It's been snowy and winter is officially here and everyone is probably sick of the cold by now, so clearly this is a fantastic time to talk about a series that seems permanently stuck in winter mode: TegamiBachi/Letter Bee. Yes! It's a surprisingly sincere and engaging series, considering it's based around a kid who works for the postal service.
For those who haven't read this series yet, a brief primer: the story is set in the world of Amberground, where night is perpetual and artificial light only reaches so far, leaving much of the outer world in permanent darkness. Lag Seeing is a Letter Bee who delivers packages on a regular basis with his partner/Dingo, the strange girl Niche.
Lag became a Letter Bee because his life was saved by one, a mysterious man named Gauche who ended up having disappeared by the time Lag made it to Amberground's capital. The series main story revolves around investigating a mysterious organization called Reverse, the search for Gauche, and the issue of Lag and Niche's collective pasts.
The core of Tegami Bachi lies in the system of the Letter Bee, the traveling postman who braves harsh terrain to deliver their parcels to remote locations. They are often required to travel with their Dingo, who operates as their physical back-up in case they are attacked en route. It is certainly not a job for the faint of heart, so it makes sense that our brave hero Lag has loads of heart to spare from the barrel of his trusty Shinganjuu ("heart bullet gun").
One of the tenets of Tegami Bachi that really can't be stressed enough is the idea that our words, written on scraps of paper, hold a piece of our heart. This is idealized through the power of Lag's Shinganjuu, for when fired it can reveal the 'heart' of a particular letter's writer. To use this power, it taps into the amber found in Lag's eye, spending a fragment of the boy's heart as well. Like the alchemy in Full Metal Alchemist, it's all about equivalent exchange: you need to spend heart in order to reveal heart.
In the world of Tegami Bachi, few things are as powerful - or as important - as words. Look at the great power the capital post office wields; it is pretty much an arm of government. Look at the great risks Letter Bees take in order to deliver their letters. As many stories in this series have shown, a letter has the power to change someone's fate or save a life or end it.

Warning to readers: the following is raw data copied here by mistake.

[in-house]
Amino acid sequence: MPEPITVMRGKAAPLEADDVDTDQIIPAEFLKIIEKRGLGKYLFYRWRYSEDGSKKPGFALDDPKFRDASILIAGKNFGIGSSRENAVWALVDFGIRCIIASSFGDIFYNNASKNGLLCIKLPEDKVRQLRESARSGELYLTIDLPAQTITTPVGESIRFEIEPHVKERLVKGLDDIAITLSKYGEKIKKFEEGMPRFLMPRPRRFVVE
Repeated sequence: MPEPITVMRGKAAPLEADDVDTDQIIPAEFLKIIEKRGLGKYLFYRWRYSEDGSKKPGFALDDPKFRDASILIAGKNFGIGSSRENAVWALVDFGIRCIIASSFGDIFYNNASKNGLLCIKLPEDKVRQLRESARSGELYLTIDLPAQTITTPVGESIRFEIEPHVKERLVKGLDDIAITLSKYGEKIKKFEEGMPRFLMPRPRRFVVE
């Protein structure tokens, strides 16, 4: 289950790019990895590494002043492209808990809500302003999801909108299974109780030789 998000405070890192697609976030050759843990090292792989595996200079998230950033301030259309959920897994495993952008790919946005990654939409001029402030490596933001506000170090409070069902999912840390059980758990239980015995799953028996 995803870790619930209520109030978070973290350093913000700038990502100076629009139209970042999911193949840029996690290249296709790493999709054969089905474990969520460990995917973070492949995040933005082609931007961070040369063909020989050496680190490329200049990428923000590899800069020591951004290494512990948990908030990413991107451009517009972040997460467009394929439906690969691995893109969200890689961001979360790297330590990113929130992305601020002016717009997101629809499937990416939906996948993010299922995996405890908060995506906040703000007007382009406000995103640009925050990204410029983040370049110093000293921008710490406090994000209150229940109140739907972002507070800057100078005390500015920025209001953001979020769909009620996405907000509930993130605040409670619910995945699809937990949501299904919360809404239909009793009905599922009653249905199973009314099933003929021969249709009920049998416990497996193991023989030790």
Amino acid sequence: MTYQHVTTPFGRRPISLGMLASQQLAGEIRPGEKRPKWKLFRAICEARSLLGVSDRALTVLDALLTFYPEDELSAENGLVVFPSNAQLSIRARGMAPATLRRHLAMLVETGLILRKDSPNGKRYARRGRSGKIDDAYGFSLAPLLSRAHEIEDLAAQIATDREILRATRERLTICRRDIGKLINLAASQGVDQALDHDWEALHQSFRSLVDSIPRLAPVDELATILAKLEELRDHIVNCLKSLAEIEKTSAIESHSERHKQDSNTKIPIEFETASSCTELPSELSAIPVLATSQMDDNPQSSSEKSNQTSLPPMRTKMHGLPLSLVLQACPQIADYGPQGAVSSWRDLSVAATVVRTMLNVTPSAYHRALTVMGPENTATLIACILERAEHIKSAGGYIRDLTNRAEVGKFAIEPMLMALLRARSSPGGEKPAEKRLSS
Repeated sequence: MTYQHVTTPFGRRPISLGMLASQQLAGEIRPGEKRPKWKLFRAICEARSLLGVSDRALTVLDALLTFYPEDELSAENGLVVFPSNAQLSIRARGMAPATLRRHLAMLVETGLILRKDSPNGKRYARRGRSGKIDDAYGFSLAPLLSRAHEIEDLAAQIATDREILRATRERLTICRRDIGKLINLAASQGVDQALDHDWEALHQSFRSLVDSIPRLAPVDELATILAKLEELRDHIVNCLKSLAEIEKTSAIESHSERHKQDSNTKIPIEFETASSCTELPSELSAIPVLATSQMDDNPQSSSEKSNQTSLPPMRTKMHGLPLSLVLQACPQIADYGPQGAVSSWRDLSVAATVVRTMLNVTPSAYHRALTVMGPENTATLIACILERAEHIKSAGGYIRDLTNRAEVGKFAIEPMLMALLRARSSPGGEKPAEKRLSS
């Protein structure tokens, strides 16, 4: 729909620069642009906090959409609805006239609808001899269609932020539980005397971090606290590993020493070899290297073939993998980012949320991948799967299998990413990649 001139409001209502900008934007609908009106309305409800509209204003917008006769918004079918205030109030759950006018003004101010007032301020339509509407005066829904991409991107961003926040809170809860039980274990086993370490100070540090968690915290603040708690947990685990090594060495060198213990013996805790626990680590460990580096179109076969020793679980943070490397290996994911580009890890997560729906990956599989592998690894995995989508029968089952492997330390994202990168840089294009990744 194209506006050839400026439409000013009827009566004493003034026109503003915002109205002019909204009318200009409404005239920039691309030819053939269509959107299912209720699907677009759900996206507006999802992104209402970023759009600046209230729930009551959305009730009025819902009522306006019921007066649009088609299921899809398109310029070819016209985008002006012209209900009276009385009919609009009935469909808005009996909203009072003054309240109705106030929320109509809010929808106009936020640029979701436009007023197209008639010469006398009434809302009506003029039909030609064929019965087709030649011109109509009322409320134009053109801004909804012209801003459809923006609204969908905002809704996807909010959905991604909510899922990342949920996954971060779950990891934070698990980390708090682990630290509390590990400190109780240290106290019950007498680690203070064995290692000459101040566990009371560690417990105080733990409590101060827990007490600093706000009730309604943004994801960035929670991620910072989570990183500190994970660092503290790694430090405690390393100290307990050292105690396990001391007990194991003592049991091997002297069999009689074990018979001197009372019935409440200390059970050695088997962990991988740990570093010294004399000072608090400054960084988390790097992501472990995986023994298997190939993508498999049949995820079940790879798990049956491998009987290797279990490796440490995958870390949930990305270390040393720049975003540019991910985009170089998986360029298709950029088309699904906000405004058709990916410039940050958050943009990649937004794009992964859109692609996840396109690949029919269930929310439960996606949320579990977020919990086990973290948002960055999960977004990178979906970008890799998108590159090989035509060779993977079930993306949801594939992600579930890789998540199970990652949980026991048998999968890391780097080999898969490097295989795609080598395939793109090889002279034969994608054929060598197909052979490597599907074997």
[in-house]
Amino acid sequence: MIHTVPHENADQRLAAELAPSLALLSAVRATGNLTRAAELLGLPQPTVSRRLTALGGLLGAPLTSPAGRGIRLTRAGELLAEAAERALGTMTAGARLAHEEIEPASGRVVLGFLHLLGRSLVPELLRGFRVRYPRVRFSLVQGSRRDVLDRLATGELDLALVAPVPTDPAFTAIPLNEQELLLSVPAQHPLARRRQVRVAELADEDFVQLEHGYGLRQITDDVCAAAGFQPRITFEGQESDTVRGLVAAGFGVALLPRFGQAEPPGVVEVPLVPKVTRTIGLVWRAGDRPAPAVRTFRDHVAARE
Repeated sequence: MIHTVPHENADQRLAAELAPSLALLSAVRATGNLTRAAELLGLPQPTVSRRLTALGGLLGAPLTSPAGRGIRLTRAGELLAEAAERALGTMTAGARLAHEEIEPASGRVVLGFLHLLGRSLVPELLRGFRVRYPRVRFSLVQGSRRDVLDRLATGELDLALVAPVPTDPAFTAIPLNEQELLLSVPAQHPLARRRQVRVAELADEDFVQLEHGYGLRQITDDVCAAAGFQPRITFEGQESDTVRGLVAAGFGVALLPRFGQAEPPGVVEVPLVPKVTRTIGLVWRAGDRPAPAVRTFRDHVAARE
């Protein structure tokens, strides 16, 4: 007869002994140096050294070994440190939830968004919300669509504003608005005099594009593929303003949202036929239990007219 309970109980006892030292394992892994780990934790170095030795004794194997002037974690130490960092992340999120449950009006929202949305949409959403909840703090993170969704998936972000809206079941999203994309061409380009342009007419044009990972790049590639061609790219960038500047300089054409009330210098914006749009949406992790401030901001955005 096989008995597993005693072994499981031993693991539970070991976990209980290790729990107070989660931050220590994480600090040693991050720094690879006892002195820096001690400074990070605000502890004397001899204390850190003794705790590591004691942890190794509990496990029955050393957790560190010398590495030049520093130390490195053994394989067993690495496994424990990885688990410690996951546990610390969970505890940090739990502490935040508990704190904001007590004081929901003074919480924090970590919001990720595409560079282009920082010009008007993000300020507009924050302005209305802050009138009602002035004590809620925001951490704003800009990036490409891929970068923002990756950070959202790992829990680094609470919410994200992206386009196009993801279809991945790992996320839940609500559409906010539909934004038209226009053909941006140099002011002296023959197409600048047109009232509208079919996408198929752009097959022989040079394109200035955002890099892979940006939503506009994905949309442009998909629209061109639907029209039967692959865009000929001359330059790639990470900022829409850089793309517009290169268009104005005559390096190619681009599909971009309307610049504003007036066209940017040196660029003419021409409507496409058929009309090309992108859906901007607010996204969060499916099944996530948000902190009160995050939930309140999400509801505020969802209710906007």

People are willing to put their lives on the line to see that their letter has been delivered. In today's society, you don't really see that very often, at least not between people. Well, once you consider the fact that electronic communication as we have it doesn't exist in Amberground, it becomes apparent why letters are as valuable as gold there.
But it's also in the 'heart' that their writers put into their words that give letters their value, and this is why Lag's ability is so special and so necessary. Sometimes we try to put our feelings - our true feelings - into words on the page for our intended, but words seem inadequate.
Lag's Shinganjuu reveals the true heart of our written words and breaks down the barriers of communication that lead to so many misunderstandings and hurt feelings. Lag can tap into the great emotion that comes from writing a letter from one person to another, a greatly intimate form of communication, and turn said emotion into unmistakable visuals in ways words cannot do alone.
I think Lag and his colleagues in Amberground would find solace in the world of Library Wars and the Library Defense Force, especially people like Iku and Dojo. After all, they both lay down their lives to protect the written word, whether in book or letter form. Both series realize the power of the written word and hold it up without overly romanticizing it. As a bibliophile, I love these series for loving the same things I do and I appreciate them for highlighting the ability of words to literally move people.
Question: In order to reach the heart of his old friend Gauche, Lag Seeing prepares a letter bullet - a Shinganjuu attack that holds the words he wishes to express to Gauche, those that have his true feelings. If you were to create a 'letter bullet', what would it say? Who would you send it to? Also, feel free to discuss your own favorite aspects of Tegami Bachi in the comments!